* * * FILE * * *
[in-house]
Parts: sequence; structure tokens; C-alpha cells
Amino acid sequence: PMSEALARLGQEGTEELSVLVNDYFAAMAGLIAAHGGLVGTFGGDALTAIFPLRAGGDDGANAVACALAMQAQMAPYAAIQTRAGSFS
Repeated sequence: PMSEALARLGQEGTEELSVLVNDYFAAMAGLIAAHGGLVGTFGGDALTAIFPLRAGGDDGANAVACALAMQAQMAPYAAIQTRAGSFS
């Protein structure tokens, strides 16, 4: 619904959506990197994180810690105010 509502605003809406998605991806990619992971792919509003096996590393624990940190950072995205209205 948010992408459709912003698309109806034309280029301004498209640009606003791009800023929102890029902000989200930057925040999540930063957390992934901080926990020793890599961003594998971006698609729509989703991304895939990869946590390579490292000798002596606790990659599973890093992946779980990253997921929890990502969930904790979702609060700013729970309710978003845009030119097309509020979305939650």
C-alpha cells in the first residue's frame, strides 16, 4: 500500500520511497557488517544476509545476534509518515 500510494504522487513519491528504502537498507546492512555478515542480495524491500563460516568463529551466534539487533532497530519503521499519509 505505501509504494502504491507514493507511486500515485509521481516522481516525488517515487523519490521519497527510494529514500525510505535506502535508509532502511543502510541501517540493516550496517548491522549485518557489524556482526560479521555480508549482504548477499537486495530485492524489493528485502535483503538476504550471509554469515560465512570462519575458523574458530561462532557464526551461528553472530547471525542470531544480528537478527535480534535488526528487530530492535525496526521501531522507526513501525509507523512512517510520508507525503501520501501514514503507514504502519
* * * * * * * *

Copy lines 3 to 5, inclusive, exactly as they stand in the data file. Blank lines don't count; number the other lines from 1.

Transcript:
Amino acid sequence: PMSEALARLGQEGTEELSVLVNDYFAAMAGLIAAHGGLVGTFGGDALTAIFPLRAGGDDGANAVACALAMQAQMAPYAAIQTRAGSFS
Repeated sequence: PMSEALARLGQEGTEELSVLVNDYFAAMAGLIAAHGGLVGTFGGDALTAIFPLRAGGDDGANAVACALAMQAQMAPYAAIQTRAGSFS
């Protein structure tokens, strides 16, 4: 619904959506990197994180810690105010 509502605003809406998605991806990619992971792919509003096996590393624990940190950072995205209205 948010992408459709912003698309109806034309280029301004498209640009606003791009800023929102890029902000989200930057925040999540930063957390992934901080926990020793890599961003594998971006698609729509989703991304895939990869946590390579490292000798002596606790990659599973890093992946779980990253997921929890990502969930904790979702609060700013729970309710978003845009030119097309509020979305939650």